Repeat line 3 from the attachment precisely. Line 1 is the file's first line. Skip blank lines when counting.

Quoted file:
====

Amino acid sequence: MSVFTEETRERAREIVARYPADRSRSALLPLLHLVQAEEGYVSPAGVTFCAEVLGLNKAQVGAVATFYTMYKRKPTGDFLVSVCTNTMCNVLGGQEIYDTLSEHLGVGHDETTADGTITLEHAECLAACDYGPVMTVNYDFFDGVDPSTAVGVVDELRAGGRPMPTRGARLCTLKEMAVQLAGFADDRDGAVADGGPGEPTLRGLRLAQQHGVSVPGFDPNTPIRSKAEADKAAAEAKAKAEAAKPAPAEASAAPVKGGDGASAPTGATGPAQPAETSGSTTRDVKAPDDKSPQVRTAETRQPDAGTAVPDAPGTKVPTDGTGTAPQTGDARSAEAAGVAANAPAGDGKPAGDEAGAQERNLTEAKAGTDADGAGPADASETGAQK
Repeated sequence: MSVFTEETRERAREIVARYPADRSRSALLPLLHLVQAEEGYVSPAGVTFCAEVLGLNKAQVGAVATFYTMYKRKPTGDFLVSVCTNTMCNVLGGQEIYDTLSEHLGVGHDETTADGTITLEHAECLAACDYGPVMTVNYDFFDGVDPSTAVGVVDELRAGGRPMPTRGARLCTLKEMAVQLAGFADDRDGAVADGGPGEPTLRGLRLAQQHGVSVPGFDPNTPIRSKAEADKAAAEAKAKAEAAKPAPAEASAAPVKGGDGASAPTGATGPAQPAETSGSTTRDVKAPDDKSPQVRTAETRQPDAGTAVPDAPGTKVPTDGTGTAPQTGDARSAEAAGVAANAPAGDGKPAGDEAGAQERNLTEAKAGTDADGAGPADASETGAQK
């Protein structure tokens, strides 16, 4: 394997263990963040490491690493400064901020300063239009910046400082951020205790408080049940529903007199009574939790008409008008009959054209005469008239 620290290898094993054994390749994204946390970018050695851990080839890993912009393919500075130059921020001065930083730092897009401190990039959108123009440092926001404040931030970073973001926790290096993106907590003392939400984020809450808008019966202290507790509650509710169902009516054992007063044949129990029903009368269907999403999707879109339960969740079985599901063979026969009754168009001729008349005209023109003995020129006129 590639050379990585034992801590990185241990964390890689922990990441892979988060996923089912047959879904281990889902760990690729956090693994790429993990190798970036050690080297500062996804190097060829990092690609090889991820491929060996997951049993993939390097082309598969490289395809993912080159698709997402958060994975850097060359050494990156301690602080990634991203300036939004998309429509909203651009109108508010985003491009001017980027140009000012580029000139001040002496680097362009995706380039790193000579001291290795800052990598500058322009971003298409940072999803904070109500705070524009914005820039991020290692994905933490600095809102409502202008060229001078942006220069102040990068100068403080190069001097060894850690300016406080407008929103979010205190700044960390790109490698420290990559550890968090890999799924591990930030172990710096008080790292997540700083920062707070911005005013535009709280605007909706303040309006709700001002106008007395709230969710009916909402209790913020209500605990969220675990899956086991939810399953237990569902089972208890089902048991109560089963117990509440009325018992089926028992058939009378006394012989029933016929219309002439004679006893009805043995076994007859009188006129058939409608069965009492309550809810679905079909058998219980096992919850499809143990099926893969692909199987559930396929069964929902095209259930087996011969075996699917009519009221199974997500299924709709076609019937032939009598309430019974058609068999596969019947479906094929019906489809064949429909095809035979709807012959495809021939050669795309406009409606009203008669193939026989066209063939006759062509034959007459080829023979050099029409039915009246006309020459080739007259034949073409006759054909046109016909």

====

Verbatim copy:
């Protein structure tokens, strides 16, 4: 394997263990963040490491690493400064901020300063239009910046400082951020205790408080049940529903007199009574939790008409008008009959054209005469008239 620290290898094993054994390749994204946390970018050695851990080839890993912009393919500075130059921020001065930083730092897009401190990039959108123009440092926001404040931030970073973001926790290096993106907590003392939400984020809450808008019966202290507790509650509710169902009516054992007063044949129990029903009368269907999403999707879109339960969740079985599901063979026969009754168009001729008349005209023109003995020129006129 590639050379990585034992801590990185241990964390890689922990990441892979988060996923089912047959879904281990889902760990690729956090693994790429993990190798970036050690080297500062996804190097060829990092690609090889991820491929060996997951049993993939390097082309598969490289395809993912080159698709997402958060994975850097060359050494990156301690602080990634991203300036939004998309429509909203651009109108508010985003491009001017980027140009000012580029000139001040002496680097362009995706380039790193000579001291290795800052990598500058322009971003298409940072999803904070109500705070524009914005820039991020290692994905933490600095809102409502202008060229001078942006220069102040990068100068403080190069001097060894850690300016406080407008929103979010205190700044960390790109490698420290990559550890968090890999799924591990930030172990710096008080790292997540700083920062707070911005005013535009709280605007909706303040309006709700001002106008007395709230969710009916909402209790913020209500605990969220675990899956086991939810399953237990569902089972208890089902048991109560089963117990509440009325018992089926028992058939009378006394012989029933016929219309002439004679006893009805043995076994007859009188006129058939409608069965009492309550809810679905079909058998219980096992919850499809143990099926893969692909199987559930396929069964929902095209259930087996011969075996699917009519009221199974997500299924709709076609019937032939009598309430019974058609068999596969019947479906094929019906489809064949429909095809035979709807012959495809021939050669795309406009409606009203008669193939026989066209063939006759062509034959007459080829023979050099029409039915009246006309020459080739007259034949073409006759054909046109016909």